In India BIM is also known as VDC: virtual design and construction. India is an emerging market with an expanding construction market and huge potential for large scale residential and commercial development (because of population and economic growth). It has many qualified, trained and experienced BIM professionals who are implementing this technology in Indian construction projects and also assisting teams in the USA, Australia, UK, Middle East, Singapore and North Africa to design and deliver construction projects using BIM.[citation needed]

Iran[edit]

The Iran Building Information Modeling Association (IBIMA) shares knowledge resources to support construction engineering management decision-making. It was founded in 2012 by professional engineers from five universities in Iran, including the Civil and Environmental Engineering Department at Amirkabir University of Technology.[17]

Singapore[edit]

The Building and Construction Authority (BCA) has announced that BIM would be introduced for architectural submission (by 2013), structural and M&E submissions (by 2014) and eventually for plan submissions of all projects with gross floor area of more than 5,000 square metres by 2015.[18]

South Korea[edit]

Small BIM-related seminars and independent BIM effort existed in South Korea even in the 1990s. However, it was not until the late 2000s that the Korean industry paid attention to BIM. The first industry-level BIM conference was held in April, 2008, after which, BIM has been spread very rapidly. Since 2010, the Korean government has been gradually increasing the scope of BIM-mandated projects. McGraw Hill published a detailed report in 2012 on the status of BIM adoption and implementation in South Korea.[19]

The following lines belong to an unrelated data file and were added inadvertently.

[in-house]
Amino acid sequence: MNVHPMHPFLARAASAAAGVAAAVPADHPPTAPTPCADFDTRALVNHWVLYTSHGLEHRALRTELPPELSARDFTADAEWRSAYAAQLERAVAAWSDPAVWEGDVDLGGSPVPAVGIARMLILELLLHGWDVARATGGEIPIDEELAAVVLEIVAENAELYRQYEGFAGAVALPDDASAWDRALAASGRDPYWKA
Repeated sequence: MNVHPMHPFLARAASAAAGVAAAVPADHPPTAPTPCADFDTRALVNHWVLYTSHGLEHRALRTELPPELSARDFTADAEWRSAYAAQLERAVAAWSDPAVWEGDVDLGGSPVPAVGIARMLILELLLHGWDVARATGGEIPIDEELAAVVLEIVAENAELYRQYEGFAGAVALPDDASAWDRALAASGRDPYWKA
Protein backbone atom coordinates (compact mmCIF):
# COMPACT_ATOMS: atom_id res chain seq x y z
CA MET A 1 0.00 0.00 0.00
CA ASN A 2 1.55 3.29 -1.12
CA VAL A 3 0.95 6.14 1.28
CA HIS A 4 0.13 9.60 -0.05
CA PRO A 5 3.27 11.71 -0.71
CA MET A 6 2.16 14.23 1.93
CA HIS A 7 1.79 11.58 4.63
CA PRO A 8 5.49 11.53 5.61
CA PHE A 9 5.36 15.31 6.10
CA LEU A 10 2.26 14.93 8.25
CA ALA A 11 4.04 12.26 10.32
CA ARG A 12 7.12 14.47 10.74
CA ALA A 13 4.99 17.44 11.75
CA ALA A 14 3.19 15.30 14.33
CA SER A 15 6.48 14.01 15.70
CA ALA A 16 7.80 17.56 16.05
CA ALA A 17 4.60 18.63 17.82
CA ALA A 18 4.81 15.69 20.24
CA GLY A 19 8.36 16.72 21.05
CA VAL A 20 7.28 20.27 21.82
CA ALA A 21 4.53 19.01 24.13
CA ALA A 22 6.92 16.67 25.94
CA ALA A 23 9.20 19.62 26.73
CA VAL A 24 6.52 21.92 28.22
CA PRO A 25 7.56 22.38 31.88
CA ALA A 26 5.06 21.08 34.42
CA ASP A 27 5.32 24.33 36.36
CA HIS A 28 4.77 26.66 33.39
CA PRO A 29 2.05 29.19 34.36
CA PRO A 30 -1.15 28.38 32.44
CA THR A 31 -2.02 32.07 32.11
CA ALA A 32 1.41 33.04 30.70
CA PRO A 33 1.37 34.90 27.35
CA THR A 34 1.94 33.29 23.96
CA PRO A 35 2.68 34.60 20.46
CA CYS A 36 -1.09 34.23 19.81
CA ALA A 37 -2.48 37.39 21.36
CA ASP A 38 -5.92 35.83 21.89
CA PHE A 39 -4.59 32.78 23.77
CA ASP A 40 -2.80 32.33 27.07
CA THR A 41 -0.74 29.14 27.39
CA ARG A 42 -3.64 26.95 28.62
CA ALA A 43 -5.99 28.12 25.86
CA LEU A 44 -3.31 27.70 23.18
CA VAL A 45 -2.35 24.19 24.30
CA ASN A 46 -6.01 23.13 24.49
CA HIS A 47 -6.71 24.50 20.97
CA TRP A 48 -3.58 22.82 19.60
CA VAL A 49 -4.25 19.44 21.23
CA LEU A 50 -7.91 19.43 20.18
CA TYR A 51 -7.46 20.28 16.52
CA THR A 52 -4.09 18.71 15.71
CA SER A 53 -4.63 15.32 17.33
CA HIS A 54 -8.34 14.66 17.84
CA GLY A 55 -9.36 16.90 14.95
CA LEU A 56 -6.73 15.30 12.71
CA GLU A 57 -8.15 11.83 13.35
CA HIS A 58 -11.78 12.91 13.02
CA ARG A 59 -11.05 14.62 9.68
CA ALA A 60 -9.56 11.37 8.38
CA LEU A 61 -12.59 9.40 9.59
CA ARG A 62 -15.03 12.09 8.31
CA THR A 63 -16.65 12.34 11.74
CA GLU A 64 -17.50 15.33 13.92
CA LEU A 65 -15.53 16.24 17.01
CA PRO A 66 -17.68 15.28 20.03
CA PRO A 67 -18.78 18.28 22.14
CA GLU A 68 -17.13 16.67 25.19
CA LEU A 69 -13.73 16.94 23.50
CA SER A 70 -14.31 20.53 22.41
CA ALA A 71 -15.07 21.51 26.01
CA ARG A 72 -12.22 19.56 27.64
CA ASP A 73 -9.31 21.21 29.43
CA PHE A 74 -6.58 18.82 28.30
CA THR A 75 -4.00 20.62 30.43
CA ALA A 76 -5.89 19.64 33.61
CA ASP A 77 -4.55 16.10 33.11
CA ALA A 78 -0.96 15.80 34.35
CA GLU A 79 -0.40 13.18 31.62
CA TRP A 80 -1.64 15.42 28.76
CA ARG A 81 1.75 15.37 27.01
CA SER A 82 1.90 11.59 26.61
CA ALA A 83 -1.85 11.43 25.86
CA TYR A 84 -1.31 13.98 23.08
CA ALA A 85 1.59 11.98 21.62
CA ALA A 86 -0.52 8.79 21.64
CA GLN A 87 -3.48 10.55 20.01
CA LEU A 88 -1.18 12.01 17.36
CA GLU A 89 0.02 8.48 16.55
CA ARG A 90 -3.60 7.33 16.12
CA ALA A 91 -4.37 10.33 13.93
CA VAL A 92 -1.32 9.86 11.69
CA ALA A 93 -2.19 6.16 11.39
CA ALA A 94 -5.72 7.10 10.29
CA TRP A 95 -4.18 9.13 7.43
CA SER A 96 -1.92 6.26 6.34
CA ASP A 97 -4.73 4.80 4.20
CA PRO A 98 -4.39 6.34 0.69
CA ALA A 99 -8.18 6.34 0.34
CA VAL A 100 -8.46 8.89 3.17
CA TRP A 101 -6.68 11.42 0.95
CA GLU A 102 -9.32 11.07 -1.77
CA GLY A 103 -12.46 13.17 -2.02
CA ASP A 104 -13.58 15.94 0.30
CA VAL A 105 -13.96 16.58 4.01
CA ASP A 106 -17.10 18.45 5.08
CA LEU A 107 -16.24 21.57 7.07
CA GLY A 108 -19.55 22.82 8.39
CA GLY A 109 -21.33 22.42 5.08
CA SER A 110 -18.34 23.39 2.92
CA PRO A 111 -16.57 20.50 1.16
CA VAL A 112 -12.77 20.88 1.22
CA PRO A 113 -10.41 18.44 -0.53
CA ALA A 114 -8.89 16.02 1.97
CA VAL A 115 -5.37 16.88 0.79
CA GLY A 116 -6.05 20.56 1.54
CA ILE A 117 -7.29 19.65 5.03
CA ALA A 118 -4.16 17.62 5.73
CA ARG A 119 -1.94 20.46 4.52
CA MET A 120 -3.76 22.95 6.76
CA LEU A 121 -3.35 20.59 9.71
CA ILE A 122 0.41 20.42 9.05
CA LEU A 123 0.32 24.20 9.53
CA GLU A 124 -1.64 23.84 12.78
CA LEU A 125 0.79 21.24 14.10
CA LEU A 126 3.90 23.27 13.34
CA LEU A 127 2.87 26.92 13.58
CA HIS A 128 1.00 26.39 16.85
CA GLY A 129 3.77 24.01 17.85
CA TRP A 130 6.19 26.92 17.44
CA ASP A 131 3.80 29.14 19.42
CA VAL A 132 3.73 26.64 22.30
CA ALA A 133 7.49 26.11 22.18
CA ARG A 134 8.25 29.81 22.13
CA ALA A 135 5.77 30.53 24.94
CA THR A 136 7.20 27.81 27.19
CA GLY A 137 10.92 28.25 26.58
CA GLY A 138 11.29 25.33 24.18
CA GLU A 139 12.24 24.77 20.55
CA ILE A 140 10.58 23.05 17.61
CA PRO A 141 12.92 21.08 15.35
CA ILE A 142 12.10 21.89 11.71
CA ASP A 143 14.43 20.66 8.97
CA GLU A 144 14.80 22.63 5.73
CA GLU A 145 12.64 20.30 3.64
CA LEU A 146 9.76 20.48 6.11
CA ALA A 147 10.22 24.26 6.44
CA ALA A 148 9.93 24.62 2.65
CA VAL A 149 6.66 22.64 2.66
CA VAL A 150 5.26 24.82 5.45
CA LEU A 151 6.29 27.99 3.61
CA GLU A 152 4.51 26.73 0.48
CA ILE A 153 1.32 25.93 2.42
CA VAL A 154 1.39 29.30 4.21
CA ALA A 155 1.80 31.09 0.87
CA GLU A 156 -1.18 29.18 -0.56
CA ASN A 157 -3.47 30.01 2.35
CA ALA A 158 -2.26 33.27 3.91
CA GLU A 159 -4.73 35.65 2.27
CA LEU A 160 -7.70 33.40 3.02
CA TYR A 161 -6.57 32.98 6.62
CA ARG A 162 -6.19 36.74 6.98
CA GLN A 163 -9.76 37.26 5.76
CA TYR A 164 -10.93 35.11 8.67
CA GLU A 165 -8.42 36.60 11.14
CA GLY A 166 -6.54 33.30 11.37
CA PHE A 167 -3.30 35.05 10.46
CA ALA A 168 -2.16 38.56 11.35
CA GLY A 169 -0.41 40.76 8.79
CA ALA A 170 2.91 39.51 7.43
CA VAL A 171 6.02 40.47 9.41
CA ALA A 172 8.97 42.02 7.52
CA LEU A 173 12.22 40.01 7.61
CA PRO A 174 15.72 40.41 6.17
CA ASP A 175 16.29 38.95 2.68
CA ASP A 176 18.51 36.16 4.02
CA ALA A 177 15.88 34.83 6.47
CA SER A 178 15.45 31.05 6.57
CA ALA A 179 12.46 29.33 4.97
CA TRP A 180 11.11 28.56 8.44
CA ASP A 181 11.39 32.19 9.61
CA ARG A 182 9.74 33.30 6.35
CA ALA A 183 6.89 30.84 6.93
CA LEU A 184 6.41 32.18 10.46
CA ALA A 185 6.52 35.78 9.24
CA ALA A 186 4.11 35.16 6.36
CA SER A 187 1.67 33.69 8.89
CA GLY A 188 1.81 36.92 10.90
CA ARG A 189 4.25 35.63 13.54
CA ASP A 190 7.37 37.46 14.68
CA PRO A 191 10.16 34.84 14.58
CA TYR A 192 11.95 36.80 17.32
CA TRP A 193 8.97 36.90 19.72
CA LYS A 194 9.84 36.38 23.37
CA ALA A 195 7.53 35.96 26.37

Europe[edit]

In a number of European countries, several bodies are pushing for a more integrated adoption of BIM standards, in order to improve software interoperability and cooperation among actors of the building industry.[citation needed]

Hungary[edit]

Hungarian BIM Council (mabim.hu)

France[edit]

In France, examples include the FFB (Fédération Française du Bâtiment), and the French arm of buildingSMART.

Lithuania[edit]

Lithuania is moving towards adoption of BIM infrastructure by founding a public body "Skaitmeninė statyba" (Digital Construction), which is managed by 13 associations. The initiative intends Lithuania to adopt as standard:

  • BIM (Building Information Modelling)
  • Industry Foundation Classes (IFC)
  • National Construction Classification

An annual international conference "Skaitmeninė statyba Lietuvoje" (Digital Construction in Lithuania) has been held since 2012.

Norway[edit]

In Norway BIM has been used increasingly since 2000. Several large public clients require use of BIM in open formats (IFC) in most or all of their projects. The Government Building Authority bases its processes on BIM in open formats to increase process speed and quality, and all large and several small and medium-sized contractors use BIM. National BIM development is centred around the local organisation, buildingSMART Norway which represents 25% of the Norwegian construction industry.[citation needed]

Switzerland[edit]

In Switzerland, ETH Zurich university has taught CAD and digital architecture since 1992 through Prof. Dr. Schmitt. During 2013, BIM awareness among a broader community of engineers and architects was raised due to the open competition for Basel's Felix Platter Hospital[20] where a BIM coordinator was sought. BIM has also been a subject of events by the Swiss Society for Engineers and Architects, SIA.[21]

The Netherlands[edit]